Wall Street is corrupt and irresponsible, yet can always depend on the politicians to bail it out. Why not? They bribe them well. Corporations are corrupt, even to their own stockholders. The health care industry kills and cheat people at the same time. Titular control of the country is split between far-right radicals and so-called reasonable men whose cautious little reforms are flawed and weak and change little. Because they bow to the bankers, too.

Oh, mama. Franklin Delano Roosevelt has left the building.

But it can’t go on forever. If I hadn’t beat the kids to the social hall — if I’d slouched out to the parking lot for some peace and quiet and missed the whole thing — it is conceivable that they would have spilled most of the pizza onto the floor while jostling to get their pieces first, and further, ground the fallen pieces into the new, expensive church carpet with their little feet. It is also possible that one or two alpha kids could have hogged all the tables and started their own table-based empire complete with haves, have-nots, and a squad of subservient beta bullies to keep order.

But in reality, before it had gotten that bad — as soon as enough of the kids realized that the stronger kids were getting first crack at the pizza and the tables — a delegation of less able predators would have run down the hall to find the adults. Who would have come at a run, dressed down the troublemakers, confiscated the tables, made the kids clean up their mess themselves, and send the worst offenders home with no dinner. Then there would be a long lecture about how the rest of them were only getting two pieces each because the others had been dumped on the floor, all because everybody forgot how to share. And no, they weren’t allowed to eat the ones that fell on the floor.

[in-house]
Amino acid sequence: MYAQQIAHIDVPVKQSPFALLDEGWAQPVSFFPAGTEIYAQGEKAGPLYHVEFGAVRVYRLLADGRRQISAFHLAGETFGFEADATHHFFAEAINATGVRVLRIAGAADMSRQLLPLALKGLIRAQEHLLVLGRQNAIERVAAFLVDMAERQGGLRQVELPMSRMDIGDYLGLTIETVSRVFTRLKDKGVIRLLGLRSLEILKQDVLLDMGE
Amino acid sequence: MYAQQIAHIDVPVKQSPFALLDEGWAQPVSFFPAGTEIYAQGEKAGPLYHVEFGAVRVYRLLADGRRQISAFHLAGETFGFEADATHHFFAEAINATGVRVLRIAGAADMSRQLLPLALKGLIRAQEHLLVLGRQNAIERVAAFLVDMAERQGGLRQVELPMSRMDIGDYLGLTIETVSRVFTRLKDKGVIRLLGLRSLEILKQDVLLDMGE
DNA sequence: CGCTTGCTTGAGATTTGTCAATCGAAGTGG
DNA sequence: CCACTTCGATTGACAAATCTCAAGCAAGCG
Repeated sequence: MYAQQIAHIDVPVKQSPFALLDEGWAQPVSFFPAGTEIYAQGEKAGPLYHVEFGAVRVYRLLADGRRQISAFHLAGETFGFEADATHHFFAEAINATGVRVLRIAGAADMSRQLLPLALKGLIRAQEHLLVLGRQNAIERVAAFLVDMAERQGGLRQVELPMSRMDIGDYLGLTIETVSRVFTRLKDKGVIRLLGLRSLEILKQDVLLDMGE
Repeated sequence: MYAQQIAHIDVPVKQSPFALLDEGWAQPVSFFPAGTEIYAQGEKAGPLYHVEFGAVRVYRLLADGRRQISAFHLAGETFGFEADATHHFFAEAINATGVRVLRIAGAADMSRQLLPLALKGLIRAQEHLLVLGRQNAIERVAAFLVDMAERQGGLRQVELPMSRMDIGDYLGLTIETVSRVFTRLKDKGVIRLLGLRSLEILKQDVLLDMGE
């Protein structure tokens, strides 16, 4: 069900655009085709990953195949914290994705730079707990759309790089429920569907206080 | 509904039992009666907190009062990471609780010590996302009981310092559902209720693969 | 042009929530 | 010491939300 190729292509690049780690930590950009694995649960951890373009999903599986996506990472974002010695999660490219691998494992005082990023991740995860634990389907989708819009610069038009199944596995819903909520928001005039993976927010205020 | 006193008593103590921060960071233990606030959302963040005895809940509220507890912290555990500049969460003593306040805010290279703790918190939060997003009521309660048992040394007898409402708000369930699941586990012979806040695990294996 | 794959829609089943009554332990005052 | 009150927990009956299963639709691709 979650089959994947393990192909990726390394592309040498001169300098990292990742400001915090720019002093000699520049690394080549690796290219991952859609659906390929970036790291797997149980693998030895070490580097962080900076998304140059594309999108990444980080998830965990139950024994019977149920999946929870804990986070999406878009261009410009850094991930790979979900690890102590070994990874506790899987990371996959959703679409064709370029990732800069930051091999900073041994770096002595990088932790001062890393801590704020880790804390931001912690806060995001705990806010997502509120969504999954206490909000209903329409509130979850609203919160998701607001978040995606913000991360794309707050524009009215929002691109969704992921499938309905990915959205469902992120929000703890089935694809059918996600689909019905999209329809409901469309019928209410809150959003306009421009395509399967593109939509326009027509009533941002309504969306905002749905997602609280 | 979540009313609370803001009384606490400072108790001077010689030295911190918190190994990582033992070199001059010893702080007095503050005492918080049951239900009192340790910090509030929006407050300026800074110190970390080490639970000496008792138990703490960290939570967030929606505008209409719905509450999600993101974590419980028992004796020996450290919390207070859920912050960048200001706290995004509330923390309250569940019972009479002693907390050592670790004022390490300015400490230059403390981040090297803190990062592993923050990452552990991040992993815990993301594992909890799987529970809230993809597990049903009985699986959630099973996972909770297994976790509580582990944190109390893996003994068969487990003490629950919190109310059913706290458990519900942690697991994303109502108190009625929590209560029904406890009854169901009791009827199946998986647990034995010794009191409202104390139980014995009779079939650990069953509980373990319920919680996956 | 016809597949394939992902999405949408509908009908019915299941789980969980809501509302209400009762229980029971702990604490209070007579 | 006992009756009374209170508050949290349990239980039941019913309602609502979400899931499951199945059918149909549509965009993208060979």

There would be more wailing. And grumbling. And sulking. But in the end nearly every child (except the bullies who had been winning) would have accepted it. Because deep down, even the jiggliest, most rambunctious child likes order and security. Wants food, a warm bed, an order to his life that he can depend on. And of course hugs from Mommy and Daddy.

Grown-ups like the same things. Oh, we can fall under the spell of people who tell us that speculation — in real estate, in stocks, in commodities — is a sure path to riches, so why invest in society and take care of each other. Or we can accept the reasonable sounding argument of “shared sacrifice” and slash vital government programs while keeping taxes low on the ultra-rich.

But when the real estate markets begin to collapse and the financial instruments that we were told were so strong turn out to be based on fraud, and “balancing the budget” means eternal unemployment for the least of us, and the smooth salesmen who sold us on all these things are nowhere to be found…. well, an oversized house and a couple of expensive cars and an Acapulco condo and fancy electronic toys become unimportant. What does become important is a regular income, reliable health care, old age security, opportunities for the kids. In other words, order and security.